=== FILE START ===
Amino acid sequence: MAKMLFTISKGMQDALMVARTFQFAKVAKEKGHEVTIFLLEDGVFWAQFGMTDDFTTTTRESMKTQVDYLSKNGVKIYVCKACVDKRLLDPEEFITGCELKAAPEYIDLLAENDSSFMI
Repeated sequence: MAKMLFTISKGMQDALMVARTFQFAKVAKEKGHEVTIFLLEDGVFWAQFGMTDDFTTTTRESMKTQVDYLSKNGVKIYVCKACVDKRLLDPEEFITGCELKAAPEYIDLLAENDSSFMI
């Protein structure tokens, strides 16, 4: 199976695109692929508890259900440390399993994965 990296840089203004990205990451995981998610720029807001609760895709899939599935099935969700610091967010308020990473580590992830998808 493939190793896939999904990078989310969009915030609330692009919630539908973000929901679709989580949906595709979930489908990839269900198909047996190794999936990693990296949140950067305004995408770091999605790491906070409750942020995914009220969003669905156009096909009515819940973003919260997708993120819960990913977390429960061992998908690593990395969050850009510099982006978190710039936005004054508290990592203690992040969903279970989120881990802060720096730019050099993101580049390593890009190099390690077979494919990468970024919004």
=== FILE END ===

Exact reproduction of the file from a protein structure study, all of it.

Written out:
Amino acid sequence: MAKMLFTISKGMQDALMVARTFQFAKVAKEKGHEVTIFLLEDGVFWAQFGMTDDFTTTTRESMKTQVDYLSKNGVKIYVCKACVDKRLLDPEEFITGCELKAAPEYIDLLAENDSSFMI
Repeated sequence: MAKMLFTISKGMQDALMVARTFQFAKVAKEKGHEVTIFLLEDGVFWAQFGMTDDFTTTTRESMKTQVDYLSKNGVKIYVCKACVDKRLLDPEEFITGCELKAAPEYIDLLAENDSSFMI
């Protein structure tokens, strides 16, 4: 199976695109692929508890259900440390399993994965 990296840089203004990205990451995981998610720029807001609760895709899939599935099935969700610091967010308020990473580590992830998808 493939190793896939999904990078989310969009915030609330692009919630539908973000929901679709989580949906595709979930489908990839269900198909047996190794999936990693990296949140950067305004995408770091999605790491906070409750942020995914009220969003669905156009096909009515819940973003919260997708993120819960990913977390429960061992998908690593990395969050850009510099982006978190710039936005004054508290990592203690992040969903279970989120881990802060720096730019050099993101580049390593890009190099390690077979494919990468970024919004």